Warnes Law Office

Blog

Information about Wills, Trusts, and Estates

Advance Healthcare Directives: Who Will Decide if You Can't?

Many people know they should write a will to make sure their personal items make it into the hands of the people they choose. But not everyone realizes they should also plan for their future by writing Advance Healthcare Directives.

An Advance Healthcare Directive, sometimes called a Living Will, is a written statement of your wishes regarding your medical treatment that is created to ensure those wishes are carried out should you become unable to make decisions for yourself or communicate your wishes to a doctor. While you may not ever need Advance Directives, you may want to complete them in case you are in an accident and cannot make medical decisions for yourself.

Advance Healthcare Directives can be used to appoint a healthcare agent. This is someone who would speak on your behalf if you are unable. You should choose someone you trust to carry out your wishes or act in your best interest. You may choose a family member, but you do not have to. The Advance Healthcare Directives do not give your agent authority to handle your money. Speak to an attorney if you would like to appoint an agent to handle your financial affairs.

Advance Healthcare Directives can be used to state your preferences regarding life-sustaining treatment procedures in three situations: (1) when death from a terminal condition is imminent despite the application of life-sustaining procedures; (2) a condition of permanent unconsciousness called a persistent vegetative state; and (3) end-stage condition, which is an advanced, progressive, and incurable condition resulting in complete physical dependency.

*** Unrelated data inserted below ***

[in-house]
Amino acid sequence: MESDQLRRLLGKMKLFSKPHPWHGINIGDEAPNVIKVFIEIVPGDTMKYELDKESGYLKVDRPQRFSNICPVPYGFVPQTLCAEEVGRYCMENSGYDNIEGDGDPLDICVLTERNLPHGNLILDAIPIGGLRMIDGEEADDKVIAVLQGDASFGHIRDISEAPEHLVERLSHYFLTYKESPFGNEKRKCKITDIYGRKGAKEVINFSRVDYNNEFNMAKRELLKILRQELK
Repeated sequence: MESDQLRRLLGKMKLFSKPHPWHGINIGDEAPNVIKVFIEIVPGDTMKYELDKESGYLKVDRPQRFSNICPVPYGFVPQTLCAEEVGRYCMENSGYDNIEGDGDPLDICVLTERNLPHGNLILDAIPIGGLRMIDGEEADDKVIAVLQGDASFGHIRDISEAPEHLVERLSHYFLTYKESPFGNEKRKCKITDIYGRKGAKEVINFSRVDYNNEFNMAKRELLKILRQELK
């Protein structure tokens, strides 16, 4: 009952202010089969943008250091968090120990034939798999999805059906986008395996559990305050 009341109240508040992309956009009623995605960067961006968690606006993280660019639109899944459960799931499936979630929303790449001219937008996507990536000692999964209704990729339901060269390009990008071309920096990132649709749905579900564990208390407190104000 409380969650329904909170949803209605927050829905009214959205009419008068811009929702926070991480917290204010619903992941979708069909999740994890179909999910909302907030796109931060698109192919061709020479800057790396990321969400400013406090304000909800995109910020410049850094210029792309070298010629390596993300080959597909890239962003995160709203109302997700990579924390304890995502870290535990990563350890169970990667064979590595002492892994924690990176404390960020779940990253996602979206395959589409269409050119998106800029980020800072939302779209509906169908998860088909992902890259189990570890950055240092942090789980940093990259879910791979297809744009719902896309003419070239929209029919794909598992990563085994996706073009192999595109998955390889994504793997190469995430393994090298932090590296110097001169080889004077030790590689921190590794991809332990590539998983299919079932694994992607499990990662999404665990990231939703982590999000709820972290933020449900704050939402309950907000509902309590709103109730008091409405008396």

Once you make an advance directive, it remains in effect unless you revoke it. It does not expire, and neither your family nor anyone except you can change it. You should review what you've done once in a while because your feelings or wishes might change.

You should discuss your wishes with your family members and give them a copy of the Advance Healthcare Directives. You should also take a copy of the Advance Healthcare Directives with you if you go into the hospital for any reason.

You will need two adults to witness the Advance Healthcare Directives. The witnesses cannot be your healthcare agent. At least one of the witnesses must be someone who will not financially benefit upon your death. You do not have to have it notarized.

If you have Advance Healthcare Directives from another state, it is valid in Maryland.

Maryland has a standard form you can use to complete your Advance Healthcare Directives. You do not need a lawyer to prepare it for you. However, if you do not understand something, or have questions about your rights, you should consult with an attorney to assist you.

We offer packages that include a will, advance healthcare directives and powers of attorney so you can get all of your documents prepared at the same time. Please feel free to contact us with questions.